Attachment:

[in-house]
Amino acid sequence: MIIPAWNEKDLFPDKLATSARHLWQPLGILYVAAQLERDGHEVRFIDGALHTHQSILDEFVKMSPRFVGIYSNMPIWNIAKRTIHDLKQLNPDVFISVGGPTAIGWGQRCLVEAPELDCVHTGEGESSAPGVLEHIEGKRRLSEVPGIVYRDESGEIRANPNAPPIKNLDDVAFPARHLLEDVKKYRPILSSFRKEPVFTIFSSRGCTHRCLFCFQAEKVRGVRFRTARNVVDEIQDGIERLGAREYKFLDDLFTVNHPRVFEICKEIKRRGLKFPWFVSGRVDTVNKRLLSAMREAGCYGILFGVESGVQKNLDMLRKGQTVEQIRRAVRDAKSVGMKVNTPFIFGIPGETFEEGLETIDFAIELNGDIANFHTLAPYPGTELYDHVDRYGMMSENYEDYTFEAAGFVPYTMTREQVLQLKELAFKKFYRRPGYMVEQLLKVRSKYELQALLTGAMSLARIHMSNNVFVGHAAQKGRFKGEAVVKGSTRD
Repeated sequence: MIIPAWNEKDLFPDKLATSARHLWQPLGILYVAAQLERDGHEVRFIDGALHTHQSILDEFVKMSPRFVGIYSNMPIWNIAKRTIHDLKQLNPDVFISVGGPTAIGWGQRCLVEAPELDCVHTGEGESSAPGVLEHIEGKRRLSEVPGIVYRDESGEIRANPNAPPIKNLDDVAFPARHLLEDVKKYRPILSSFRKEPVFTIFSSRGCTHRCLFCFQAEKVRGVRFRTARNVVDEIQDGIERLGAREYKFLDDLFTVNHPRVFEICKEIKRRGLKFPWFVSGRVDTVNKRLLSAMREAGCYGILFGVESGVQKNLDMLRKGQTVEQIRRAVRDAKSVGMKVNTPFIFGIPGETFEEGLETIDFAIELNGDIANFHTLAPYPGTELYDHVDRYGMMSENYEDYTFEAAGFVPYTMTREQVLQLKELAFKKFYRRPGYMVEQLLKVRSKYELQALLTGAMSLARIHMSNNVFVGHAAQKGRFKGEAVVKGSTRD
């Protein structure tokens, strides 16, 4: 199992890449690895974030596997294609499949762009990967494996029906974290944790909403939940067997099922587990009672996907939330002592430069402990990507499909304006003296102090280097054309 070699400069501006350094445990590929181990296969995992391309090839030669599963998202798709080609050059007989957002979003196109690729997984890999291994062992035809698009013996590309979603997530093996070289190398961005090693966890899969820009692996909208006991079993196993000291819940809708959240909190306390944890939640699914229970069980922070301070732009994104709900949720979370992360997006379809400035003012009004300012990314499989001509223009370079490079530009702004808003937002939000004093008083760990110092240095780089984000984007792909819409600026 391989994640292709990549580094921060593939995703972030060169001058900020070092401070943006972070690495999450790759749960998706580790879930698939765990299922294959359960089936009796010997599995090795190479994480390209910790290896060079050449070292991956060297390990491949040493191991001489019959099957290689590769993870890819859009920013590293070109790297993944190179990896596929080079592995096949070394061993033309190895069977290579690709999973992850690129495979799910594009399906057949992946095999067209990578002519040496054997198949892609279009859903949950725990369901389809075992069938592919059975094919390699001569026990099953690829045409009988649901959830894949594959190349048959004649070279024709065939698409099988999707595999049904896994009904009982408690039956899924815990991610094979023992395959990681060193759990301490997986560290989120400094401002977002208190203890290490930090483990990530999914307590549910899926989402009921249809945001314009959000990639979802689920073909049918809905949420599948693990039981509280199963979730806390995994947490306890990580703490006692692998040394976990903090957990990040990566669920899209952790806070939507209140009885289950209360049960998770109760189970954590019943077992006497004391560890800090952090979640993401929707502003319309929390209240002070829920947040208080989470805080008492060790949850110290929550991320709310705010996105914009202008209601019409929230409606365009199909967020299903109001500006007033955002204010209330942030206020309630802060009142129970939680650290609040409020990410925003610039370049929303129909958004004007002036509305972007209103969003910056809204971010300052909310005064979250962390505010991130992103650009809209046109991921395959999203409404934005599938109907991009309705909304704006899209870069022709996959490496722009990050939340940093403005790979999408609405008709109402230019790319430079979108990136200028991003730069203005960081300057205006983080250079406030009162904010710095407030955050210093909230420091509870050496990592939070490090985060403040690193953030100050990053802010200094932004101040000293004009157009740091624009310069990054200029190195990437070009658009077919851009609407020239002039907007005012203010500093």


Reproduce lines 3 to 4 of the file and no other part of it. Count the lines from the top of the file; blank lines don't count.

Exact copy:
Repeated sequence: MIIPAWNEKDLFPDKLATSARHLWQPLGILYVAAQLERDGHEVRFIDGALHTHQSILDEFVKMSPRFVGIYSNMPIWNIAKRTIHDLKQLNPDVFISVGGPTAIGWGQRCLVEAPELDCVHTGEGESSAPGVLEHIEGKRRLSEVPGIVYRDESGEIRANPNAPPIKNLDDVAFPARHLLEDVKKYRPILSSFRKEPVFTIFSSRGCTHRCLFCFQAEKVRGVRFRTARNVVDEIQDGIERLGAREYKFLDDLFTVNHPRVFEICKEIKRRGLKFPWFVSGRVDTVNKRLLSAMREAGCYGILFGVESGVQKNLDMLRKGQTVEQIRRAVRDAKSVGMKVNTPFIFGIPGETFEEGLETIDFAIELNGDIANFHTLAPYPGTELYDHVDRYGMMSENYEDYTFEAAGFVPYTMTREQVLQLKELAFKKFYRRPGYMVEQLLKVRSKYELQALLTGAMSLARIHMSNNVFVGHAAQKGRFKGEAVVKGSTRD
């Protein structure tokens, strides 16, 4: 199992890449690895974030596997294609499949762009990967494996029906974290944790909403939940067997099922587990009672996907939330002592430069402990990507499909304006003296102090280097054309 070699400069501006350094445990590929181990296969995992391309090839030669599963998202798709080609050059007989957002979003196109690729997984890999291994062992035809698009013996590309979603997530093996070289190398961005090693966890899969820009692996909208006991079993196993000291819940809708959240909190306390944890939640699914229970069980922070301070732009994104709900949720979370992360997006379809400035003012009004300012990314499989001509223009370079490079530009702004808003937002939000004093008083760990110092240095780089984000984007792909819409600026 391989994640292709990549580094921060593939995703972030060169001058900020070092401070943006972070690495999450790759749960998706580790879930698939765990299922294959359960089936009796010997599995090795190479994480390209910790290896060079050449070292991956060297390990491949040493191991001489019959099957290689590769993870890819859009920013590293070109790297993944190179990896596929080079592995096949070394061993033309190895069977290579690709999973992850690129495979799910594009399906057949992946095999067209990578002519040496054997198949892609279009859903949950725990369901389809075992069938592919059975094919390699001569026990099953690829045409009988649901959830894949594959190349048959004649070279024709065939698409099988999707595999049904896994009904009982408690039956899924815990991610094979023992395959990681060193759990301490997986560290989120400094401002977002208190203890290490930090483990990530999914307590549910899926989402009921249809945001314009959000990639979802689920073909049918809905949420599948693990039981509280199963979730806390995994947490306890990580703490006692692998040394976990903090957990990040990566669920899209952790806070939507209140009885289950209360049960998770109760189970954590019943077992006497004391560890800090952090979640993401929707502003319309929390209240002070829920947040208080989470805080008492060790949850110290929550991320709310705010996105914009202008209601019409929230409606365009199909967020299903109001500006007033955002204010209330942030206020309630802060009142129970939680650290609040409020990410925003610039370049929303129909958004004007002036509305972007209103969003910056809204971010300052909310005064979250962390505010991130992103650009809209046109991921395959999203409404934005599938109907991009309705909304704006899209870069022709996959490496722009990050939340940093403005790979999408609405008709109402230019790319430079979108990136200028991003730069203005960081300057205006983080250079406030009162904010710095407030955050210093909230420091509870050496990592939070490090985060403040690193953030100050990053802010200094932004101040000293004009157009740091624009310069990054200029190195990437070009658009077919851009609407020239002039907007005012203010500093």